Police step up Hwy. 111 speed enforcement
Mary Jo Denton
Herald-Citizen Staff

COOKEVILLE -- Better slow down on Highway 111 unless you don't mind being ticketed, police say.

"We're saturating that highway in the city limits, trying to stop speeding out there," said Police Chief Bob Terry. "The way people are driving on that road is just too dangerous."

He said many motorists are flying up and down the north/south highway ignoring the speed limit laws.

"If you're driving out there and not doing 75 or 80, you just about get run over," he said. "It's a 55 mph zone in some places, but people are going much faster than that."

He said the police department's Traffic Division began extra patrol and radar speed checking on Highway 111 on Wednesday.

"What we're doing is not about revenue," Chief Terry said. "I want everybody to realize that right now. The revenue from tickets is not enough for that to be the reason. It's a matter of public safety."

All of Highway 111 through the city can be very dangerous due to speeding drivers and other factors, but some areas are more dangerous than others, he said.

"The area at Design Drive where the state eliminated a crossover last year due to all the wrecks that happened there is now a fairly safe place to get off Highway 111, but it's still dangerous due to speeding drivers."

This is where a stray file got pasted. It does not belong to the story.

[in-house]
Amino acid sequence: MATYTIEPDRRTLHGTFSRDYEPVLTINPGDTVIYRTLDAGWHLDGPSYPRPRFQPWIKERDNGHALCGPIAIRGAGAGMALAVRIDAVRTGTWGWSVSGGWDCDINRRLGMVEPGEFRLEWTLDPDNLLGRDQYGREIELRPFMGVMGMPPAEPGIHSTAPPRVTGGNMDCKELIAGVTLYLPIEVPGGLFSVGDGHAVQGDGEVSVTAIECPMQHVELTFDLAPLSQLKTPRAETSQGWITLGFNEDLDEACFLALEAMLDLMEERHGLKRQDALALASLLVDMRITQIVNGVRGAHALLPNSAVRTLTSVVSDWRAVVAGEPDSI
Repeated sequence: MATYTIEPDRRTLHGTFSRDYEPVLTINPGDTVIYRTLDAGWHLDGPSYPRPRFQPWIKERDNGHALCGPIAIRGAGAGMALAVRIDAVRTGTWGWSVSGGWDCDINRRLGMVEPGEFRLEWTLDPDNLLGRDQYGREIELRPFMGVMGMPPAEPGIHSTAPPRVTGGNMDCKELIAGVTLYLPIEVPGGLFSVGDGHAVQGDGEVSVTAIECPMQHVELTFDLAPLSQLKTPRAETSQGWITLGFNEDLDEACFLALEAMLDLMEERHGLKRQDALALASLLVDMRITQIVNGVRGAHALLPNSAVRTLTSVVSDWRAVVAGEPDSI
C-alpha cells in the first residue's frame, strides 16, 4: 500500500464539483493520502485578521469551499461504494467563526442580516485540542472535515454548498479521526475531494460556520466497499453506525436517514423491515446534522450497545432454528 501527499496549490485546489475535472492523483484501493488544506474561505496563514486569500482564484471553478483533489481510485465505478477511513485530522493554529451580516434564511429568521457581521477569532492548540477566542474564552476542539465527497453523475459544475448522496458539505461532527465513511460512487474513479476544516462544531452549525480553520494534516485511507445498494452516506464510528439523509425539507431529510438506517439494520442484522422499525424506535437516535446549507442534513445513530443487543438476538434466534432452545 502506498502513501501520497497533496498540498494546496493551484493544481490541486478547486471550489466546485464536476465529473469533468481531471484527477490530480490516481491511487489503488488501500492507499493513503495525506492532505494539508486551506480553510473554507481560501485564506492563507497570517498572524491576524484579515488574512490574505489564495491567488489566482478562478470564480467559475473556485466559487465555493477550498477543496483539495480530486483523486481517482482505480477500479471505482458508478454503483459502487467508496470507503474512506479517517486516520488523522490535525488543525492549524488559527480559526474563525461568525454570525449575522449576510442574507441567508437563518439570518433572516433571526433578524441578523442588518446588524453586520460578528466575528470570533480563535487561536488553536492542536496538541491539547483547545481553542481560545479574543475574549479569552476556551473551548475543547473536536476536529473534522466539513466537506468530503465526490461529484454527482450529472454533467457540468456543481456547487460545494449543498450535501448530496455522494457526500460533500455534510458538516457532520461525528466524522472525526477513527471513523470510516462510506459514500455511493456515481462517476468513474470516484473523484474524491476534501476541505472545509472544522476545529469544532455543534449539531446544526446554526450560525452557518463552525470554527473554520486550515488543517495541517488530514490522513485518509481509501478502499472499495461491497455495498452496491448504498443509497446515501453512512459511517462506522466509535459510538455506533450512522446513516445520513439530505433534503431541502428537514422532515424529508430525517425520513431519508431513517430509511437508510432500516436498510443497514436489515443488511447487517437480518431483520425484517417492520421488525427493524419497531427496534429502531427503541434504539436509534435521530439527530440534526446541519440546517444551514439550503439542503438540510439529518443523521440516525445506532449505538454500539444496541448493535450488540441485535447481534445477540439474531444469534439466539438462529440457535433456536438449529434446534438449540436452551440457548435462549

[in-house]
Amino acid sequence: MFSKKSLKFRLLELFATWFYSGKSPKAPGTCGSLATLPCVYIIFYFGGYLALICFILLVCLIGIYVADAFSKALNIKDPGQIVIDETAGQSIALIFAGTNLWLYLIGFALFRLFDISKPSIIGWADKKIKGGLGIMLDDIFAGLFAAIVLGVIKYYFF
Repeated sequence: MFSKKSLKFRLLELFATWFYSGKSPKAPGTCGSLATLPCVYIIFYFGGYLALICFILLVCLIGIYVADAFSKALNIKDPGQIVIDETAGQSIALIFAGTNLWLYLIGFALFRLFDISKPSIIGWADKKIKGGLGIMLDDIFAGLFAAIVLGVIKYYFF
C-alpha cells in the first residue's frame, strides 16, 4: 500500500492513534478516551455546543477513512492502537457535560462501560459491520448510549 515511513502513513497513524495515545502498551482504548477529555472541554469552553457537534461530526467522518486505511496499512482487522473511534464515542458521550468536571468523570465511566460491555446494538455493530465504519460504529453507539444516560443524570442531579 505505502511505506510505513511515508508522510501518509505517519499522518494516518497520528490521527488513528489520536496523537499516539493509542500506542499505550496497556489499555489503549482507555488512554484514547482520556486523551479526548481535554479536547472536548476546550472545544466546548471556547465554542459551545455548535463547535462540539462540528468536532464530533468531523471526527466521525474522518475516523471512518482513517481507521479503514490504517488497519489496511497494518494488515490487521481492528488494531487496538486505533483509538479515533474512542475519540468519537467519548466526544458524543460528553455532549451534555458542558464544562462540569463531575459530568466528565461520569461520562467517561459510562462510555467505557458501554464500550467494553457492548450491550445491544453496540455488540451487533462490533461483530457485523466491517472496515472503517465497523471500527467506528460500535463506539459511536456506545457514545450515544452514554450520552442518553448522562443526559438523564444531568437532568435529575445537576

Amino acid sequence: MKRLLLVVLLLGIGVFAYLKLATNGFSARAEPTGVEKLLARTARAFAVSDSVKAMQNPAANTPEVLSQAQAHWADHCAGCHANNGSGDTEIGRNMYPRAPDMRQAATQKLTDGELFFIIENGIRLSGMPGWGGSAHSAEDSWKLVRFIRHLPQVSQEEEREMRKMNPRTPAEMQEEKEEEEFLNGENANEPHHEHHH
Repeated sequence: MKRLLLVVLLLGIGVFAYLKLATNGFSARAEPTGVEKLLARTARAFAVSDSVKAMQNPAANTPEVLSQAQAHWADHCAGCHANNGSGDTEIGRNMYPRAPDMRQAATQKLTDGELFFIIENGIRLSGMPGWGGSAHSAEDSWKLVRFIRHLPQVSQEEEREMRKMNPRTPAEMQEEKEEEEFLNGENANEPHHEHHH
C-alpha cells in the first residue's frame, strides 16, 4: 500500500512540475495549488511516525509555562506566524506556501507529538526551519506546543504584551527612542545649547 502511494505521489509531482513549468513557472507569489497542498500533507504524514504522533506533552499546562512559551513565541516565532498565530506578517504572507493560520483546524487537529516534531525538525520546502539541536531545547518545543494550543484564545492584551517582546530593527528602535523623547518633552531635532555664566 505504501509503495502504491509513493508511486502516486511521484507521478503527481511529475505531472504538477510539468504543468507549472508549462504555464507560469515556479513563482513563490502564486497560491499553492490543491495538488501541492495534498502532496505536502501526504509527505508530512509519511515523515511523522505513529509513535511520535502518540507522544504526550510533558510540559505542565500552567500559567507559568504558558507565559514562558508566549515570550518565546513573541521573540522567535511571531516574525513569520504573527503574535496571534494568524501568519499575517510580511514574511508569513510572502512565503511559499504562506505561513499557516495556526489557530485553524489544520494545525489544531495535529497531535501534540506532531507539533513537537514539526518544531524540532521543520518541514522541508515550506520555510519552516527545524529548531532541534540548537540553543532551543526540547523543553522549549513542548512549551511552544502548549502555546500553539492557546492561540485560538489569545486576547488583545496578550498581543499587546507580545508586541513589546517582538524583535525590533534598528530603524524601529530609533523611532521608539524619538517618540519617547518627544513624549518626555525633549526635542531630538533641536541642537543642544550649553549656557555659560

And next to the intersection at Jackson and Willow in downtown Cookeville, where 73 car crashes happened in 2006, it was a Highway 111 intersection -- the one at E. 10th St. -- where the highest number of crashes occurred that year. With 33 crashes, that intersection even topped Jackson and Jefferson and several others in town.

The intersection at Highway 111 and Spring St. also saw 25 crashes, a relatively high number of intersection accidents in 2006, according to Cookeville Police statistics.

According to Sheila Holloway, crime analyst for the Police Dept., a total of 212 vehicle crashes have occurred on or near Highway 111 in the city since 2005, and 64 persons were injured in those crashes. There were 80 in 2005, 85 in 2006, and so far this year, 47, Holloway said.

Those numbers include accidents on the entrance and exit ramps of the highway, she noted.

"Traffic speeds on Highway 111 through the city have reached the point that they can't be ignored, and we're going to focus on doing a better job of enforcing the traffic laws in those areas," Chief Terry said.

And even though the revenue from the speeding tickets is not a factor for the police, Terry stresses, it might well be a good reason for motorists to slow down -- if they know the prices they'll be paying.

Basically, it boils down to the faster you are going when caught, the more you will pay.

According to City Court Clerk Cheryl Chambers, a speeding ticket fine for exceeding the speed limit by one to 10 mph is $65; for exceeding the limit by 11 to 20 mph, $70, and for 21 or more over the limit, $90.

"Also, at the discretion of the officer, a charge of careless or reckless driving may be added when the speed is 21 or more over the limit," Chambers said.

Published August 17, 2007 10:42 AM CDT